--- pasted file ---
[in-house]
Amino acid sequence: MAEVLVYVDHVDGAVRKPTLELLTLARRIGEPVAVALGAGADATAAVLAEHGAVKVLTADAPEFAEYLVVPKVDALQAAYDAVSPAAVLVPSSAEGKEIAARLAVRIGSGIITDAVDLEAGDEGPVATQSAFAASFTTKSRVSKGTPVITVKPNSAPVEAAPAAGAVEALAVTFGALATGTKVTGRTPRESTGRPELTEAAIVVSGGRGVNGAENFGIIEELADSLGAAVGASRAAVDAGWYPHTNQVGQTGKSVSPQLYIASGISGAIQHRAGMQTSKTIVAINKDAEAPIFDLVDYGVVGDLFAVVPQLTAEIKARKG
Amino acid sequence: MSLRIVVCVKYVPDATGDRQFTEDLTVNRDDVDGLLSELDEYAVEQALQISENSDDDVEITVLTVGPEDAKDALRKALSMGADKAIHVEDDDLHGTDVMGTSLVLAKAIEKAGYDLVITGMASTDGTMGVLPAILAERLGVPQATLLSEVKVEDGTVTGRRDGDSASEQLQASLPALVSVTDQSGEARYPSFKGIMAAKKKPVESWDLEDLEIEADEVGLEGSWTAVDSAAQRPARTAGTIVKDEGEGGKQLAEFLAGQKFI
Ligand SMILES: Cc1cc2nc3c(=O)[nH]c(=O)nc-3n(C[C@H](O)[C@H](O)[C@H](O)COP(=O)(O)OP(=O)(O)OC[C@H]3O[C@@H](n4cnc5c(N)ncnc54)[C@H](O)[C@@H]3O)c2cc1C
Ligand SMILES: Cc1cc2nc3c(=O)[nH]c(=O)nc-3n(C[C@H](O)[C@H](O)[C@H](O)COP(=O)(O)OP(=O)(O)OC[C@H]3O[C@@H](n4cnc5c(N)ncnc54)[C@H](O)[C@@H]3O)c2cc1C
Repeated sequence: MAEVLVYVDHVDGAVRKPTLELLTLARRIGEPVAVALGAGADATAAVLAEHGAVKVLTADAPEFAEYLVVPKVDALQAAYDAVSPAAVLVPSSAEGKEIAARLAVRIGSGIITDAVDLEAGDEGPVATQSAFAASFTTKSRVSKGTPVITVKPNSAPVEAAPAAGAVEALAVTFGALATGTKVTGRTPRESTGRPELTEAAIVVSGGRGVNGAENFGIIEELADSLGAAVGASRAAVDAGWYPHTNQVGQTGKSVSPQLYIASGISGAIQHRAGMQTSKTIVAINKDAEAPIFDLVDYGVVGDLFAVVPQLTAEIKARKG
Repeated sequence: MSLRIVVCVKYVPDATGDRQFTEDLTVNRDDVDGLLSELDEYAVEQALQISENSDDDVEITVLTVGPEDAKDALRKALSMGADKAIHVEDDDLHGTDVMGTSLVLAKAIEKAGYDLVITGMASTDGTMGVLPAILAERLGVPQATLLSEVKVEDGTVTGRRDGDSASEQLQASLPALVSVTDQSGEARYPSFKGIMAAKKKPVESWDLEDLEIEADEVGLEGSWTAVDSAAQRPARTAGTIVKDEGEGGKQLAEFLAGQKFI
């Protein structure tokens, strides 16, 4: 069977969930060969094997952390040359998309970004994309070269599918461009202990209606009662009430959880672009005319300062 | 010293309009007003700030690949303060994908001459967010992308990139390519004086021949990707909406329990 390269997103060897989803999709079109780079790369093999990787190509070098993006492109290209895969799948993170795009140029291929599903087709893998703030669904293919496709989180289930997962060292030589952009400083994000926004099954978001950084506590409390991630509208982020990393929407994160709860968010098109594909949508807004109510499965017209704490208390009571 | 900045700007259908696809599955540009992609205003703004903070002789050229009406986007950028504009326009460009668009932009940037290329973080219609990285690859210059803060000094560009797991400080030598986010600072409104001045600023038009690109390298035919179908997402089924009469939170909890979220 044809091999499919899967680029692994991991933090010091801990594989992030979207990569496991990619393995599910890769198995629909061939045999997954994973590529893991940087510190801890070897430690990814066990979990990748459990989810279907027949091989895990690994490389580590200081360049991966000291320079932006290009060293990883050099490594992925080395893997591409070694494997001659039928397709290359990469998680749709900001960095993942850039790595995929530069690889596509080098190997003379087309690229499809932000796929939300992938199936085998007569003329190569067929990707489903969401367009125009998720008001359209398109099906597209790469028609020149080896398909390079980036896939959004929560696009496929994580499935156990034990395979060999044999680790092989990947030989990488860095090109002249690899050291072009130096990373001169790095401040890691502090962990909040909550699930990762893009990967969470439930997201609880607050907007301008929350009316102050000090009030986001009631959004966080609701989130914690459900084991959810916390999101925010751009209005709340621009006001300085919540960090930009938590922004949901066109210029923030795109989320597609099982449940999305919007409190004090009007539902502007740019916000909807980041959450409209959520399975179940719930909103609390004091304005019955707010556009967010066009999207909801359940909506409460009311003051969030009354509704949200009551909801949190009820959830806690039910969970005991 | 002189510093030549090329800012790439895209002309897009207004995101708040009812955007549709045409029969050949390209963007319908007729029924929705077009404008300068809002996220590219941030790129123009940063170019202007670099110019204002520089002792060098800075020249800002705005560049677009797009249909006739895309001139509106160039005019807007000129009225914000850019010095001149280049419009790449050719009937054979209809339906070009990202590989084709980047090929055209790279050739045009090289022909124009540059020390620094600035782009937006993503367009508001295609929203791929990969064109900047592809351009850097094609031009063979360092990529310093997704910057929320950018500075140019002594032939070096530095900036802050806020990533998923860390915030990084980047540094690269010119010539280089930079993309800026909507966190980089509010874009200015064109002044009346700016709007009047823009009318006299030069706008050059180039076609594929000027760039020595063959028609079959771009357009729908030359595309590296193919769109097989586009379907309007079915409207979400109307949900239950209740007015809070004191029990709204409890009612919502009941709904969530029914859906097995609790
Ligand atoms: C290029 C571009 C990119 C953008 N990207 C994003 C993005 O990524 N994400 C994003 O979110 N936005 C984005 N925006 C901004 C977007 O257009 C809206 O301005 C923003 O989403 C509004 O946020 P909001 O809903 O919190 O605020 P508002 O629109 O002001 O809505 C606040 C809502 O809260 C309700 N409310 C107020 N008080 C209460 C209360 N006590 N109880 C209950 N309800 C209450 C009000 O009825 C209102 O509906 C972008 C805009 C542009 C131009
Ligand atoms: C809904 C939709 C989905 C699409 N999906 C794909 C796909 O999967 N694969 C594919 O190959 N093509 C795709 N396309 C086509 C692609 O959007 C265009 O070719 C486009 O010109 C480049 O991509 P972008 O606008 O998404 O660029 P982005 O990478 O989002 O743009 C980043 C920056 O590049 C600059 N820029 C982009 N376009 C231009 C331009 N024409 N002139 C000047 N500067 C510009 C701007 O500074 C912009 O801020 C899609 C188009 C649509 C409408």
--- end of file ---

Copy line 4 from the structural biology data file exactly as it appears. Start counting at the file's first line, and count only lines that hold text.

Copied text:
Ligand SMILES: Cc1cc2nc3c(=O)[nH]c(=O)nc-3n(C[C@H](O)[C@H](O)[C@H](O)COP(=O)(O)OP(=O)(O)OC[C@H]3O[C@@H](n4cnc5c(N)ncnc54)[C@H](O)[C@@H]3O)c2cc1C